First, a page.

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Petroleum News: Outside oil companies getting a foot inside Mexico; Shell, others get deals

Vol. 12, No. 44  Week of November 04, 2007

Mexico’s spluttering moves to open its doors more widely to international investment have yielded some benchmark deals covering technology, research and training.

Earlier in October state-owned Pemex agreed with Royal Dutch/Shell to study increasing productivity and recovery techniques for oil wells, followed by separate agreements with Calgary-based Nexen and Chevron to probe exploration and production methods, especially for offshore deepwater and coalbed methane.

It’s now anticipated that ExxonMobil, Saudi Aramco and Total will add their names to the list of outsiders, whose expertise is needed to reverse a drop in Mexico’s production as the country lowers a 70-year-old barrier against western oil and gas companies investing in the industry.

The Economist Intelligence Unit in London said in a recent report that Mexico’s proven crude reserves have shrunk over two decades to 13.7 billion barrels at the start of 2006. Although Pemex has been urging reforms to allow limited private investment to offset slumping production from the Cantarell field in the Gulf of Mexico, which accounts for about 75 percent of production, the “strength of nationalist feeling makes it highly unlikely these sectors will be privatized soon.”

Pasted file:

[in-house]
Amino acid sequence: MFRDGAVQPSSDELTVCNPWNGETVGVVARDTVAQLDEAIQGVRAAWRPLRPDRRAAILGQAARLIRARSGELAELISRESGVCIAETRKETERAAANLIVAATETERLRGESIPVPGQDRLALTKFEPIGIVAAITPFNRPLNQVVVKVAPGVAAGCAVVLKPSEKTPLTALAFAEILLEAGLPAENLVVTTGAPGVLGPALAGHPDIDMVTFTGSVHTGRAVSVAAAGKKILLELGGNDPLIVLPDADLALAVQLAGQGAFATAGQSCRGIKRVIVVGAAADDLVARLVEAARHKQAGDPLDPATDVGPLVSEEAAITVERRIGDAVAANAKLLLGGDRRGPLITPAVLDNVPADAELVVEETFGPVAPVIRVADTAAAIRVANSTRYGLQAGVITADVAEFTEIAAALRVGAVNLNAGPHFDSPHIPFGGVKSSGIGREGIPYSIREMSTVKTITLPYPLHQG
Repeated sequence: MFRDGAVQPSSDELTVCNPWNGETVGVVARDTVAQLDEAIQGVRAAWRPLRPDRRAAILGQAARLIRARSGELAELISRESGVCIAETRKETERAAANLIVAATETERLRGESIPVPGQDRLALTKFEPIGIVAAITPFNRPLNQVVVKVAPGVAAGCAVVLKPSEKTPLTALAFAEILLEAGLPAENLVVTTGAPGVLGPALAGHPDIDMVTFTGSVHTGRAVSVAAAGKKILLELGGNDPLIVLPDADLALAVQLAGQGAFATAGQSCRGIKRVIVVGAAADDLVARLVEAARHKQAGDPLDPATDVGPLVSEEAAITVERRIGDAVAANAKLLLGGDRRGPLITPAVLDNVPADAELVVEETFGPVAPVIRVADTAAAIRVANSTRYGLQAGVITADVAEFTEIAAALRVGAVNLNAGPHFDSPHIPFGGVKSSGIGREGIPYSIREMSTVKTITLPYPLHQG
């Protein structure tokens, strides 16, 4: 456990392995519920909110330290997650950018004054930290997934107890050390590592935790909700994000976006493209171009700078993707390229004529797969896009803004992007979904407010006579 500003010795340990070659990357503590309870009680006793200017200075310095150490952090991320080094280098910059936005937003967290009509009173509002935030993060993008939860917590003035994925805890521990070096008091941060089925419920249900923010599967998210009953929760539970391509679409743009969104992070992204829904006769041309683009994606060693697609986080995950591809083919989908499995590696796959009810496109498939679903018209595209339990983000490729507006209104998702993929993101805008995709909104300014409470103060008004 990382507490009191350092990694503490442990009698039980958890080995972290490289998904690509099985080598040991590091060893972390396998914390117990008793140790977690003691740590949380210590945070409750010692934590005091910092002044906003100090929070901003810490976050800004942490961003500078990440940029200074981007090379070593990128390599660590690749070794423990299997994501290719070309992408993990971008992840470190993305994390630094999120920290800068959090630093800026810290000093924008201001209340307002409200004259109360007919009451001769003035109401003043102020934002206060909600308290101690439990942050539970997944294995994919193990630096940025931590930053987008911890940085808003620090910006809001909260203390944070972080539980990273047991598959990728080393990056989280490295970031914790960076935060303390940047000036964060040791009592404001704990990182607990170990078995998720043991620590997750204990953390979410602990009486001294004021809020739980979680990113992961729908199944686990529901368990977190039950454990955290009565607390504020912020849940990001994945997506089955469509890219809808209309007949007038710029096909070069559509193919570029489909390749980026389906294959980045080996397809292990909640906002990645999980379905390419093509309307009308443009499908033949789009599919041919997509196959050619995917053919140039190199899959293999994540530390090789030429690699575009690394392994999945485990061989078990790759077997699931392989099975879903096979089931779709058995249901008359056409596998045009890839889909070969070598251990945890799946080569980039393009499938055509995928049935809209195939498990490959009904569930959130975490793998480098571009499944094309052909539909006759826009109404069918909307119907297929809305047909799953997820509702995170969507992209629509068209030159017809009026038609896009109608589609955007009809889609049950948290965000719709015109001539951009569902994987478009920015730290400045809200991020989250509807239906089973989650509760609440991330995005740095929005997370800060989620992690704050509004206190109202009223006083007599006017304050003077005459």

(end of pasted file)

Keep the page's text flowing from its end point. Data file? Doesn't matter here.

However, the unit said comprehensive reforms are essential to generate the US$20 billion a year of capital investment Pemex requires to sustain production at about 3.1 million barrels per day.

Nexen’s pact, the first by a Canadian company in Mexico, involves a framework for collaboration in a wide range of research, training and E&P areas.

Dwain Lingenfelter, the Canadian independent’s vice president of government relations, said Nexen is now working on other types of contracts to gain entry to opportunities in the deepwater and marginal fields in Mexico.

“This is a very important step in our plans to work in Mexico,” he said.

Lingenfelter said Nexen’s experience on the U.S. side of the Gulf with deepwater and sub-salt drilling technology have direct application in Mexico.

He said it took about 40 meetings for Nexen to convince Pemex that Canadian technology could achieve benefits.

Lingenfelter also noted that Nexen’s technology developed in the marginal fields of Alberta and Saskatchewan, which pump eight to 10 to barrels per day, offer scope in Mexico, where a marginal field is rated at 80 to100 bpd.

In addition, Nexen is hoping to deploy its coalbed methane technology to both produce Mexican gas from conventional onshore and offshore areas, as well as coalbed methane.

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